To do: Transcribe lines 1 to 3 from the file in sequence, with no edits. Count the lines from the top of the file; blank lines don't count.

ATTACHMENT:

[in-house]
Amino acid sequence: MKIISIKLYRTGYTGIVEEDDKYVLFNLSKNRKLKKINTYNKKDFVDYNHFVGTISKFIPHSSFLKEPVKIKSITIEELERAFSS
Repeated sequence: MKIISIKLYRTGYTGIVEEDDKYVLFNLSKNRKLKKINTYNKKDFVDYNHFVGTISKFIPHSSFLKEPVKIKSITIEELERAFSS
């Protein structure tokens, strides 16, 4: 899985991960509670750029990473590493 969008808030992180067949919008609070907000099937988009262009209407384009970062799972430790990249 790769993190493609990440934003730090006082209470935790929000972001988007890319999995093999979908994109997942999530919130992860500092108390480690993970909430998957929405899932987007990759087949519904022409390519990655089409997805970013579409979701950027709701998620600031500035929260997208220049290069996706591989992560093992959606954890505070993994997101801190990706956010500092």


[in-house]
Amino acid sequence: MKIISIKLYRTGYTGIVEEDDKYVLFNLSKNRKLKKINTYNKKDFVDYNHFVGTISKFIPHSSFLKEPVKIKSITIEELERAFSS
Repeated sequence: MKIISIKLYRTGYTGIVEEDDKYVLFNLSKNRKLKKINTYNKKDFVDYNHFVGTISKFIPHSSFLKEPVKIKSITIEELERAFSS